Wednesday, January 22, 2020

Are Texas Republicans Running Out Of Voters?

Texas is on a record setting pace adding new voters to the state’s poll books for the 2020 election cycle. Adding new voters faster than its population is growing, the state has this month topped 16 million registered voters with the voter registration deadline for the March 3rd primaries, still two weeks away.

On this record pace of new voter registrations the state will have two million more registered voters for the primary than it did just four years ago when Donald Trump defeated Hillary Clinton by 807,179 votes. Most of those two million new voters are younger more left-leaning voters who, if they turn out to voter, will largely vote for the Democrats on their ballot.

Barack Obama lost to Mitt Romney by sixteen percentage points in 2012 and Clinton narrowed the gap to just a nine percentage point loss to Donald Trump in 2016.

Texas Democrats, fueled by the party’s nearly quarter-century search to find a way to win any elected office from Republican control, are executing the largest “left-leaning” voter registration operation in the state's history.

At the core of the registration operation, which is a cooperative effort between state and county level Party organizations, and the Democratic Congressional Campaign Committee, the campaign arm for U.S. House Democrats, is an ambitious goal to register at least 2.5 million left-leaning Texans, using data-driven voter targeting tools, deploying more than 1,000 field organizers and canvassers on the ground, and mailing hundreds of thousands of voter registration applications to unregistered voters across the state.

The Texas Signal Blog reports:
Months before the general election, Republicans and Democrats are engaging in a separate but equally important race: to register as many voters as possible before the deadline.

That deadline, scheduled one month before the general election, will set in stone the potential electorate for both parties in 2020.

So far, Republicans and Democrats have poured huge sums of cash into their efforts to reach the remaining5.6 million unregistered Texans.

The state Democratic party hopes to register as many as possible from an estimated pool of 2.6 million Texans who they believe are likely to vote Democratic. By and large, their efforts will mainly target urban and suburban districts with a particular focus on young and minority voters.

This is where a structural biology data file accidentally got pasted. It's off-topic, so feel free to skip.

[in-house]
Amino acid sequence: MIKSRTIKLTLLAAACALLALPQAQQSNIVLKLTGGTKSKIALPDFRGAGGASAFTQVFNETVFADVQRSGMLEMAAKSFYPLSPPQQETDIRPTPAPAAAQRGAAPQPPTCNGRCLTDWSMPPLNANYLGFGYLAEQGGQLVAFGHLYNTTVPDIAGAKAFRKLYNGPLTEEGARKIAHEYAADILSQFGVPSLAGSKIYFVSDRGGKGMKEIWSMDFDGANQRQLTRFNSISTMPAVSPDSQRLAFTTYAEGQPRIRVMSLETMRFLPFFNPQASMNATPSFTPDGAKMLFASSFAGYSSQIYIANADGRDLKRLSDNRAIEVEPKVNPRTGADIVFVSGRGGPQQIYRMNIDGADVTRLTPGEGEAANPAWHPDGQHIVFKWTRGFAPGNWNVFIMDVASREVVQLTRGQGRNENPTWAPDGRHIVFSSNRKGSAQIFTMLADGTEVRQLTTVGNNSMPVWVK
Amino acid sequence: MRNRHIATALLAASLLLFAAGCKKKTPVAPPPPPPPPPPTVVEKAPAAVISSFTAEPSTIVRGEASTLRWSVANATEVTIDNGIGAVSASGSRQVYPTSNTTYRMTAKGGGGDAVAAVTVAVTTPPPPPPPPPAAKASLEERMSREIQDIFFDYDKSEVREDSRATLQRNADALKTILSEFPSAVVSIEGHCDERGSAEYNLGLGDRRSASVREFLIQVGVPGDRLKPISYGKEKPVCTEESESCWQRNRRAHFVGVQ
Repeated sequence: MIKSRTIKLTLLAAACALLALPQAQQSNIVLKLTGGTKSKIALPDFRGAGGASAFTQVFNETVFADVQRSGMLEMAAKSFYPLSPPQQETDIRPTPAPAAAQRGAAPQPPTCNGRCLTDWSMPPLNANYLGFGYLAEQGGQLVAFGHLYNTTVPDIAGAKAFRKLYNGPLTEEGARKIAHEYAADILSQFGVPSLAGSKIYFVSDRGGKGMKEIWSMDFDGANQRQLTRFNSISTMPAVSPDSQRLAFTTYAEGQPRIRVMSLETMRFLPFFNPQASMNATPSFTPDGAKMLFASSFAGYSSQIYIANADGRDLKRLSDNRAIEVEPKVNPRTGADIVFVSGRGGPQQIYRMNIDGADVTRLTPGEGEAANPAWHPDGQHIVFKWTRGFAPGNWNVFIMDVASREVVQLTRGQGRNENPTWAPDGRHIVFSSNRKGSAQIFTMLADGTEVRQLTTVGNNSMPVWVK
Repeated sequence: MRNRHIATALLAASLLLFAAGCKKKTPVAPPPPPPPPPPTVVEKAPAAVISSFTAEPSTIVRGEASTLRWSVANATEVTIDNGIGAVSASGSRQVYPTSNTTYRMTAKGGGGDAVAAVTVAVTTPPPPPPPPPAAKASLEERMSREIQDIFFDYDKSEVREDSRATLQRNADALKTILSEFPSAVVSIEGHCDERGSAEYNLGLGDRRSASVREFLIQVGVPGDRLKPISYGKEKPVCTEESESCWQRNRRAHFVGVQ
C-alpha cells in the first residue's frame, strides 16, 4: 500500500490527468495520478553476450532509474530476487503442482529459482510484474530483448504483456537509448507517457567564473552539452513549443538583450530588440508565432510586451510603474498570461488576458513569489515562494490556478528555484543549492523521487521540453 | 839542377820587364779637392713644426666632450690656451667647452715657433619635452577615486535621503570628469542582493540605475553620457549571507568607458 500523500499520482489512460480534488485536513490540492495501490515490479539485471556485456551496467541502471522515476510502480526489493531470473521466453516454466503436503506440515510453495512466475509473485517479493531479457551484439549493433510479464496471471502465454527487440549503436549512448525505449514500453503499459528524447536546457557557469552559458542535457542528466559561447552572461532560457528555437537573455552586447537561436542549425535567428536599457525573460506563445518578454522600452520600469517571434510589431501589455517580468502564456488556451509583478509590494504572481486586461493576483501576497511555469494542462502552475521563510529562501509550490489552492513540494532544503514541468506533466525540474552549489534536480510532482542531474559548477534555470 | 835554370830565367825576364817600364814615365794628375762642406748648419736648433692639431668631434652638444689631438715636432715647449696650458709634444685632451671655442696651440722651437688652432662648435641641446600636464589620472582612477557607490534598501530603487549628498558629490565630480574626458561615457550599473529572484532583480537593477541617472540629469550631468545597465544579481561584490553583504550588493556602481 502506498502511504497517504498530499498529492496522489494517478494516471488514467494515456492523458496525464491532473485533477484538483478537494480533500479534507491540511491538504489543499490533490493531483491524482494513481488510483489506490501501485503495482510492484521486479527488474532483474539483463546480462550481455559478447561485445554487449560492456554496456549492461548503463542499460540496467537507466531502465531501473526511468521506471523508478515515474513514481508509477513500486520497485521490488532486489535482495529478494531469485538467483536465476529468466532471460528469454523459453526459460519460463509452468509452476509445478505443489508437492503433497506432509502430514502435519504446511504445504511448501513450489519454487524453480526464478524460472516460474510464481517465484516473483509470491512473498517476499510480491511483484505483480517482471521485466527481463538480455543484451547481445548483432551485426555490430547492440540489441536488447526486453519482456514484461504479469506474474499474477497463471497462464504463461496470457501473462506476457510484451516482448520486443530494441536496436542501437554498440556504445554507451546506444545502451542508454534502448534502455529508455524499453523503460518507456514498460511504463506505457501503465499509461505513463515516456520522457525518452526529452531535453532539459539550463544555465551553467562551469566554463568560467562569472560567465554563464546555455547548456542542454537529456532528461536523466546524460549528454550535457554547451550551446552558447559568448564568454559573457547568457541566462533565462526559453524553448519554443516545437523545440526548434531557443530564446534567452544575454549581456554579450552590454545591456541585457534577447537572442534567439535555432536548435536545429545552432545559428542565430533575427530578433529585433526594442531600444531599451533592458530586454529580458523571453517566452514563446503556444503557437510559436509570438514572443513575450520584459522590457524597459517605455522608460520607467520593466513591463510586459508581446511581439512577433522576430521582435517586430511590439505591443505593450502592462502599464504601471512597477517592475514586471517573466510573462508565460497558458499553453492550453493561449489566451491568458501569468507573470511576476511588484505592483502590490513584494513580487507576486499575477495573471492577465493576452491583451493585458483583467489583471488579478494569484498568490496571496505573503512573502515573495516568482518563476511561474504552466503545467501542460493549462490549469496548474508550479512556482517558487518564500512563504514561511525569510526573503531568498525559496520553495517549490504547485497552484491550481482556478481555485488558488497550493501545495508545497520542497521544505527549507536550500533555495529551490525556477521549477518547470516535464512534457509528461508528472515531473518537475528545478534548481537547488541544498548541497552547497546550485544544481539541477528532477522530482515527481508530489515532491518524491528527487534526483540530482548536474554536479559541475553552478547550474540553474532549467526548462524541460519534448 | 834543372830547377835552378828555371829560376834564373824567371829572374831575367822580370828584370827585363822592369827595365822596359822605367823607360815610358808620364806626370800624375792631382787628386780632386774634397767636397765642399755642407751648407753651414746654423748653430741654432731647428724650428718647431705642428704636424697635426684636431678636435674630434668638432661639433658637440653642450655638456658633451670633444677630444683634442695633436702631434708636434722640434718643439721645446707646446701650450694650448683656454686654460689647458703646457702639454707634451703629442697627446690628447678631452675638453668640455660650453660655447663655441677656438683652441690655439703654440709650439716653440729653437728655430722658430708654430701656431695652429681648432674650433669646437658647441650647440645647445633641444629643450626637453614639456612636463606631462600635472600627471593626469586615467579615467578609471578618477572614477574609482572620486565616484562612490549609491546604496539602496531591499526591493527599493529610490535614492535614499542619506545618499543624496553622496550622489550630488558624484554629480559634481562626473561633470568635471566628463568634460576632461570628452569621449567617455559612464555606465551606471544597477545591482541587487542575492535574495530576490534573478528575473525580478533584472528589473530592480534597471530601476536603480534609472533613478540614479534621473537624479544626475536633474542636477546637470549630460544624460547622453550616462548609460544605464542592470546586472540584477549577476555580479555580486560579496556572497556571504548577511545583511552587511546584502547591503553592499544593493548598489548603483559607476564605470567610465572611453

That’s a deep well to draw from. Suburban communities in Texas– areas where Democrats have found increasing success in recent years– are continuing to explode in population, which means new potential voters.

Moreover, Texas is a relatively young state with a burgeoning Latino population, a demographic that has steadily begun to abandon the Republican Party.

One University of Houston poll conducted in September 2019 found that about half of Texans Latinos have at one point voted Republican. When asked if they planned to vote for Trump, only 19 percent said they would– 23 percent lower than the average Texan.

Equally telling, at the start of the past decade Republican candidates like Gov. Rick Perry and Mitt Romney commanded between 37 to 49 percent of Latino support. But by 2016 with the election of Trump, those figures have since dwindled to the low thirties.

“It’s a potential problem if the Republican Party doesn’t work harder to expand its base of support,” Mark Jones of Rice University told the Signal. “And that’s primarily focusing on Anglo-Millennials, post-Millennials (Gen Z), and Latinos, and to a lesser extent Asian Americans. The ship sailed long ago on African Americans.”

When looking at who Democrats and Republicans need to respectively register in order to win, the path to having a bigger electorate is much easier for Democrats since their base has more room to grow.

“The Democrats have much more to work with,” Jones said. “The pool of unregistered potential Democratic voters is larger than the pool of unregistered potential Republican voters.”

While urban areas already have relatively high voter registration rates, the remaining unregistered voters represent a significant chunk of potential ballots. For example, Harris County has around 90 percent of its voting-age residents registered, but the remaining 10 percent represents roughly 250,000 unregistered voters (remember, Sen. Ted Cruz beat Beto O’Rourke by only 220,000 votes).

These urban and suburban districts will play a critical role in 2020. Texas’ five largest urban counties– Harris, Dallas, Tarrant, Bexar and Travis contributed 43 percent of all votes cast in 2018. If Democrats continue making gains there, as well as the suburban counties that surround them, Republicans could find themselves without a base of support.

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